Top 5 Archaeological Digs You Can Volunteer for in the US

If you’re like me, which is likely if you clicked this post, you dreamed of being an archaeologist.
And like me, you probably never figured out how to get into the game.

A lot of archaeological digs are either field training, or looking for volunteers. The only requirements are age and an application!
So, here are some archaeological digs happening in the United States that you could volunteer to work at:

Slave Community in Orange, Virginia

If you’re interested in slavery-era American history, this is right up your alley.
Volunteering for this dig will take you to a few different places, but one of the plots being looked at is the south yard of Montpelier Mansion. Now a house museum, the mansion has history stretching all the way back to the Revolutionary War. What makes it an ideal place to dig is that the property was all but abandoned around the 1840s, leaving plenty of untouched artifacts from the slaves who worked there.

Coopers Ferry in Cottonwood, Idaho

This site is near the Salmon River, and there has been debate over how long humans have lived on it. The excavation has been in progress for a few years, but the ultimate question is if early humans from the Pleistocene period lived there. If so, it will add a huge amount of information to the life of early humans. So, it’s not surprising that this site is only for field school, and volunteering for this dig will take more effort.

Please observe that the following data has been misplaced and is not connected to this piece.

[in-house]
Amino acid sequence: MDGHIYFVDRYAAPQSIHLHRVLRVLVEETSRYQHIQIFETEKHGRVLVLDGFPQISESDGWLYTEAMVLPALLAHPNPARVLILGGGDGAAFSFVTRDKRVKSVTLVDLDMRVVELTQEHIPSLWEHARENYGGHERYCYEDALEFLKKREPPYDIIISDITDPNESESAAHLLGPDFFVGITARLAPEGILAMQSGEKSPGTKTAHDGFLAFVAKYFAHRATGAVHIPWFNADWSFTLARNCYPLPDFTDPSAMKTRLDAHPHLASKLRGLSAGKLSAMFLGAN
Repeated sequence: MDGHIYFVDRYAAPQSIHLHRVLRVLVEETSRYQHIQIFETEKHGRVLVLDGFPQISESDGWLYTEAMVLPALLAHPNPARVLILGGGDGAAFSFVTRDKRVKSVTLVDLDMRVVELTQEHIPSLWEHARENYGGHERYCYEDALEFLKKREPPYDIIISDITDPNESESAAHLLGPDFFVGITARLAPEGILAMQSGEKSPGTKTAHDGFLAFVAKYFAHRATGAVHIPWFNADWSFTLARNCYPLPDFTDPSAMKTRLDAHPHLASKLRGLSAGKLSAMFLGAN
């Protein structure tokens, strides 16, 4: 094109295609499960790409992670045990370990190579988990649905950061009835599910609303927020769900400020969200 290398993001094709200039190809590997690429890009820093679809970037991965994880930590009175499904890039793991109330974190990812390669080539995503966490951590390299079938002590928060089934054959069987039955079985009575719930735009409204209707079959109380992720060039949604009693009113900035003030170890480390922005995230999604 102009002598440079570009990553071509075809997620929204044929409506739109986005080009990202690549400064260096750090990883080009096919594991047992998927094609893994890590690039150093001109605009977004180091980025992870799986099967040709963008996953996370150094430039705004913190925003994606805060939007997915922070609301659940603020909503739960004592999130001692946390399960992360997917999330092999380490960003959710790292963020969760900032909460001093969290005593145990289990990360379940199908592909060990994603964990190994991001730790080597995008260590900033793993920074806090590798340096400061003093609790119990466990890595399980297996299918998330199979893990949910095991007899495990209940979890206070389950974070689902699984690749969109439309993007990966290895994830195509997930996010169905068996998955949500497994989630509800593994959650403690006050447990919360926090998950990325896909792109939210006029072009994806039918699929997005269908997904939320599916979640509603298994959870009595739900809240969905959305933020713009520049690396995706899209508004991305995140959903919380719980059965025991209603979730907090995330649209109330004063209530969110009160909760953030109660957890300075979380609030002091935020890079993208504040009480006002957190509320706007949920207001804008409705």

Paleoindian Bison Camp in Guymon, Oklahoma

If you haven’t had your fill of early humans, you could pop over to Oklahoma this month to check out a site called Bull Creek Camp.
Near the Oklahoma Panhandle, this site shows a spot where native peoples from 9,000 years ago processed bison to butcher, skin, tan, etc. The site is hoping to uncover cultural materials that will give more of a map to Paleoindian life. Meanwhile, volunteering for this dig can teach a whole lot about ancient bison!

George Washington’s Mount Vernon in Mount Vernon, Virginia

In light of Independence Day, why not hang out at Washington’s plantation while learning some historic conservation? The site had been in the Washington family for a few generations before George took it under his wing. The Mount Vernon mansion that sits there now was constructed by him, and he lived his life in it.
The team will be taking students on to help teach them how to work on the land of a house museum.

The General William A. Mills House in Mount Morris, New York

WIlliam Mills was a big name during the War of 1812, which helped sort out left over issues from the Revolutionary War. He was known for defending the Niagara frontier, which at the time was a vast wilderness (and still kinda is). He settled in Mount Morris with his family, after he served in the war. The house itself is being painstakingly studied, and a few historical clues to it’s construction have been found. You only have to be 14 to volunteer for this most permissive of archaeological digs! And no experience is necessary.


 

Want to get out there but stuck indoors for most of the day? Check out Atmoph windows, perfect for the nature lover in you.

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